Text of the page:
Turin Day 2 – A stroll through the Truffle Market at Alba
In this instance we’re not talking about chocolates. We’re talking about those gnarly lumps (of what looks like dried-up dog turd) dug up from the ground & which fetch quite extraordinary prices.
Truffles are in the same league as Balsamic Vinegar & Beluga Caviar. They are incredibly expensive, you may only get to try them once in your life but they are an experience that never leaves you.
Now...I have said that I find truffles over-rated & I stand by that statement but there is something about the whole culture built up around the truffles that fascinates me & draws me back every time.
Truffles come in two varieties: black & white. They can be found in two regions of Italy: Umbria & Piedmont during the Autumn months (Sept – Nov). The Italians use dogs to find them as pigs tend to eat the finds.
The white truffles are the rarer of the two & hence, the most expensive. This year, white truffles sold for between 2,500 – 3,000 Euros a kilo. Black truffles where selling for between 700 – 800 Euros a kilo.
How do you cook with truffles I hear you ask ??
You don't cook the white truffles...you add them to a meal at the last minute (ie: shaved over the top of a risotto or over fried eggs). Black Truffles are far more hardy & can be cooked in things like omlettes.
Every year, they hold a Truffle Market on the weekends from late Sept to early Nov.
So...on this Saturday, I found myself in Alba, looking for the Truffle Market. You don’t need a map to find the market. You can smell it a mile away…white truffles have quite a pungent, earthy, garlicky smell that you never forget.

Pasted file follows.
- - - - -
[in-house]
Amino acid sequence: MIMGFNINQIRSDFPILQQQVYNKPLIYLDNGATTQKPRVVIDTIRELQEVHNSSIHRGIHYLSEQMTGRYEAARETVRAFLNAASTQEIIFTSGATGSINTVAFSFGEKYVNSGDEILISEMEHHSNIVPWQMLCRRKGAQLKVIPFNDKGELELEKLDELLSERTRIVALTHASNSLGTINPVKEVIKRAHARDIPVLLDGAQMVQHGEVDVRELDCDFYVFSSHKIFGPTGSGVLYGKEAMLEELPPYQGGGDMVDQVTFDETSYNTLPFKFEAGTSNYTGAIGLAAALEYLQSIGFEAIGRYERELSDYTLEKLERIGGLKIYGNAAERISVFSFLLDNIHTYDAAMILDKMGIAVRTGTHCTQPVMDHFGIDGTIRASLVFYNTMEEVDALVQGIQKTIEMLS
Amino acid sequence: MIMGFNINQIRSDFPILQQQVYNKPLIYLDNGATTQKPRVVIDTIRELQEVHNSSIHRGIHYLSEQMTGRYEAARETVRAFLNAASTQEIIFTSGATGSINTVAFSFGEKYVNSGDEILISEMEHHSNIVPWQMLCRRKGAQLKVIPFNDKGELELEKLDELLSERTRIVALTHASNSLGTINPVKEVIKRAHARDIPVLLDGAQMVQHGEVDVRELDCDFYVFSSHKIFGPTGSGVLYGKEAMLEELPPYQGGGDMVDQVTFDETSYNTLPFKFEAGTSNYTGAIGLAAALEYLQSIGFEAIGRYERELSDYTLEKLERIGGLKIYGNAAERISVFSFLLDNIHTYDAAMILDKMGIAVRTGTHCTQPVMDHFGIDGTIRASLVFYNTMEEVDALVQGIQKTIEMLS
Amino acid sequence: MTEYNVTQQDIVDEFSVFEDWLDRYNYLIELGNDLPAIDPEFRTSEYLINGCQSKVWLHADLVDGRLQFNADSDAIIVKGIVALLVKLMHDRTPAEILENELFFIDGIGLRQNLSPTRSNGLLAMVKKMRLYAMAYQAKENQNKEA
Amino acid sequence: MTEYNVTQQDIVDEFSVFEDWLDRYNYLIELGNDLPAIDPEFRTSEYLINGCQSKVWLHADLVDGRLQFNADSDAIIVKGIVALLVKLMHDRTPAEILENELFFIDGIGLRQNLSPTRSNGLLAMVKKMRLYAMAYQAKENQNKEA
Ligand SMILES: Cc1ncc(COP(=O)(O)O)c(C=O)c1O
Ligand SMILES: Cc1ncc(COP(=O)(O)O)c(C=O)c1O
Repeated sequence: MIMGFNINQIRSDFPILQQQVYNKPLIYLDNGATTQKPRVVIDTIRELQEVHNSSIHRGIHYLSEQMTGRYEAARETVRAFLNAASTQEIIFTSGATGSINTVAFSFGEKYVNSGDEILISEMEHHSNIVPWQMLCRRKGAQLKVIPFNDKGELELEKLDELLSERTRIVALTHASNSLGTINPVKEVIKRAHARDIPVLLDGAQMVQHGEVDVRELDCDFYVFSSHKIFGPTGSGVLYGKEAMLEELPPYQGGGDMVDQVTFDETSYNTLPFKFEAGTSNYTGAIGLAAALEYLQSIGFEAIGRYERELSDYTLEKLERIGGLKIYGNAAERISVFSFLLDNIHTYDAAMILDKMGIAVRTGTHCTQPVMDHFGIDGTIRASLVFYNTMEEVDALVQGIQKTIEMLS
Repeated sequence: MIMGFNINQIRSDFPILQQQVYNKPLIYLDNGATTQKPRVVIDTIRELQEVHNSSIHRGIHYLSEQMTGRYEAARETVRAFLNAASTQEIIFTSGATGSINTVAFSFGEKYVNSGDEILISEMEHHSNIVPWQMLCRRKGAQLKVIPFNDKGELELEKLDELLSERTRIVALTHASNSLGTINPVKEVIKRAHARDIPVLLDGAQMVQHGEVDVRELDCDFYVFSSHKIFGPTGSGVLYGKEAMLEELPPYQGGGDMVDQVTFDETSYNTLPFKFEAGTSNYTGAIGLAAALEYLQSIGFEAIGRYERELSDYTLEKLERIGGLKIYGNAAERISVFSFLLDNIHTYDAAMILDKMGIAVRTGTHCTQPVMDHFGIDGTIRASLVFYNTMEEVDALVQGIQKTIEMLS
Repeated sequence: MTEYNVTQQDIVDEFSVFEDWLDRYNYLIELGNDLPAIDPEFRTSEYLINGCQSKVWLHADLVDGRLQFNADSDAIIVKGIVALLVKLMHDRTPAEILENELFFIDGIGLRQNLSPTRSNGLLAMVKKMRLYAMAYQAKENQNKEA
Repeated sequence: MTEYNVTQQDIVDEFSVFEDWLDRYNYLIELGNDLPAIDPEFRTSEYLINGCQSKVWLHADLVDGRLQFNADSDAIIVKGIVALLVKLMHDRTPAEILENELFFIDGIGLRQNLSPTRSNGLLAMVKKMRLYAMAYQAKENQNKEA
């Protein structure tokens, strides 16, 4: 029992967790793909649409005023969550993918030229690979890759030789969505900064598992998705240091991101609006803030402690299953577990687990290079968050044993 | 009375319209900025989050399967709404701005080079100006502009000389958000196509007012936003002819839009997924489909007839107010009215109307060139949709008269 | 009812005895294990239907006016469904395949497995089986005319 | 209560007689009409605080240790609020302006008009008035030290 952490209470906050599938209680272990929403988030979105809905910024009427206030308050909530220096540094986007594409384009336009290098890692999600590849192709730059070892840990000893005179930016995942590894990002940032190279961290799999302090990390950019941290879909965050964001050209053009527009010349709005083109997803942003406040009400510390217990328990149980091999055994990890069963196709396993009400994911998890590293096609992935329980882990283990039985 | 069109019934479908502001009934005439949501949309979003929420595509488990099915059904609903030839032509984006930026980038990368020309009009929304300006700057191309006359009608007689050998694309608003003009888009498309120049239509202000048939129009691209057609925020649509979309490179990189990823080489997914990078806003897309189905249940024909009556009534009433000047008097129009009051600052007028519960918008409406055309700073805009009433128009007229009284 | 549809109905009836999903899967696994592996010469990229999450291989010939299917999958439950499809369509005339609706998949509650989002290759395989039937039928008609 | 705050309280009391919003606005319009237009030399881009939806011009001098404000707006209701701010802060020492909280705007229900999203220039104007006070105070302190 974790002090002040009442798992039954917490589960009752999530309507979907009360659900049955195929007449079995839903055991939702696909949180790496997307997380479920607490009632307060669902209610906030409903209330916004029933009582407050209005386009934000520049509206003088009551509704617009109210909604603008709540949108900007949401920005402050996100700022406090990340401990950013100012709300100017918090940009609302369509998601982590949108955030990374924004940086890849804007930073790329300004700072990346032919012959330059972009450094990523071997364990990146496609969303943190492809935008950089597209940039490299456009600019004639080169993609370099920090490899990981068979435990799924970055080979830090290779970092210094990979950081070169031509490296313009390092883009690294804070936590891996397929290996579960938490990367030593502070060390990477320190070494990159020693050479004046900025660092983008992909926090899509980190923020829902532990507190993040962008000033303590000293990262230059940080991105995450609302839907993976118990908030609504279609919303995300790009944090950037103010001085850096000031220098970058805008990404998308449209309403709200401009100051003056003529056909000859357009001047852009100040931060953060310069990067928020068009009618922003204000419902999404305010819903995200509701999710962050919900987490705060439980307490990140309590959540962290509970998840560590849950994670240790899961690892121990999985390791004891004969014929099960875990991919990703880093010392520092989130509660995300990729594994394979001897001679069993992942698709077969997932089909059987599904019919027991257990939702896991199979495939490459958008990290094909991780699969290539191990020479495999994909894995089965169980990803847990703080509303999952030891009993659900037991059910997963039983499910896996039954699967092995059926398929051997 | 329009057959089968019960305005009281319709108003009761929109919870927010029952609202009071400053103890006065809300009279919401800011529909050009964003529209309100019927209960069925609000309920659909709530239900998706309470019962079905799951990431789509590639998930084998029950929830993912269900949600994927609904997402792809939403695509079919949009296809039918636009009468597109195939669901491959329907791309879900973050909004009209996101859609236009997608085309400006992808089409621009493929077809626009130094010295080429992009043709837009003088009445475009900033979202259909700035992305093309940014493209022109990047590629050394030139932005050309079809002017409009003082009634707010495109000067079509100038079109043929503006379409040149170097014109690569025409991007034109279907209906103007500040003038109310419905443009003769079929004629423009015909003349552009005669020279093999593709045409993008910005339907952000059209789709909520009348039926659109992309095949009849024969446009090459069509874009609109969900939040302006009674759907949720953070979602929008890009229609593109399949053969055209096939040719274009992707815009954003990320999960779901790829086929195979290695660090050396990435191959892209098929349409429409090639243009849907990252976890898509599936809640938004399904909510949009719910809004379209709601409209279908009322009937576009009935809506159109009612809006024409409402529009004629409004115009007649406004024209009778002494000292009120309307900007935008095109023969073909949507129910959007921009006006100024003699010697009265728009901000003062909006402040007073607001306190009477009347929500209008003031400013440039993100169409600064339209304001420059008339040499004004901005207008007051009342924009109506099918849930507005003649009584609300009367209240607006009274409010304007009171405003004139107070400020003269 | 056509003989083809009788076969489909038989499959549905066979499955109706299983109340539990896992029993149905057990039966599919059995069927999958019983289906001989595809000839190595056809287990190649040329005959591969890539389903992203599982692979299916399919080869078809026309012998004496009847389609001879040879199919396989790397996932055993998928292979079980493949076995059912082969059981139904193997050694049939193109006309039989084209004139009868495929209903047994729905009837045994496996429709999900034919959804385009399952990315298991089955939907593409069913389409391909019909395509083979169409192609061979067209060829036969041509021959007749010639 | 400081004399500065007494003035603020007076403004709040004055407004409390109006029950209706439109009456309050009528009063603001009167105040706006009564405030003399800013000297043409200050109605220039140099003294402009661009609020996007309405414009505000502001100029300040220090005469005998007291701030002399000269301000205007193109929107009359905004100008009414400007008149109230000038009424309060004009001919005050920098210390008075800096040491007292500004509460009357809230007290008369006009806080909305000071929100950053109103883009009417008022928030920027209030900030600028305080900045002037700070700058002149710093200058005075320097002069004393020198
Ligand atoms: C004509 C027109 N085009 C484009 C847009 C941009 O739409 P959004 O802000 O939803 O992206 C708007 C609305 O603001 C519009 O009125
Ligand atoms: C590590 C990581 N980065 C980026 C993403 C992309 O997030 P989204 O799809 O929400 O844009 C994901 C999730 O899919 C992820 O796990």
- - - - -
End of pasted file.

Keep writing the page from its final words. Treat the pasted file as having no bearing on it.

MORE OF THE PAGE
You pay your ticket to enter the market (5 Euro gets you a degaustation ticket with complimentary glass & free tasting at the Enoteca) & away you go.
You come into a corridor leading up, where producers from around the region encourage you to taste salamis, cheeses (some infused with truffles, others not), breads & wines. I managed to find the Moscato stand where I got to sample several of the local Moscato blends in the space of 10 min (Moscato is my favourite wine & I got addicted to the stuff while studying here).
At the end of the corridor, is the Enoteca where you can have your ONE complimentary glass of wine. How could I not go past a glass of Barolo (the most famous wines from this region) ?? It was a 2001 & definitely needed some more cellaring !!
Continuing past the Enoteca, you are lead past more producers selling Piemontese cakes, sweets (including nougat), pasta (infused with truffles), preserved fresh porcini mushrooms, truffle pastes, more cheeses & salamis, etc….
We are now at the business end of the market, where the truffle gathers are displaying (& selling) their finds for the season. They will encourage you to come & smell the truffles, will explain a bit about how to cook with them, how to store them (some might even let you hold one).
It is here that you will see deep discussions going on, truffles being weighed, calculators working overtime calculating costs & the exchange of wads of 100 Euro notes for the most expensive lump of dried dog turd (it really does look like that !!) you have ever seen.
The markets had their own little restaurant. I decided to go for the tortellini served in a sage-infused butter sauce
So what did I end up buying ?? Some truffle-infused olive oil, some truffle-infused polenta & some piemontese noughart with hazelnuts. It took a lot of self-control not to go crazy in the Enoteca with the credit card !!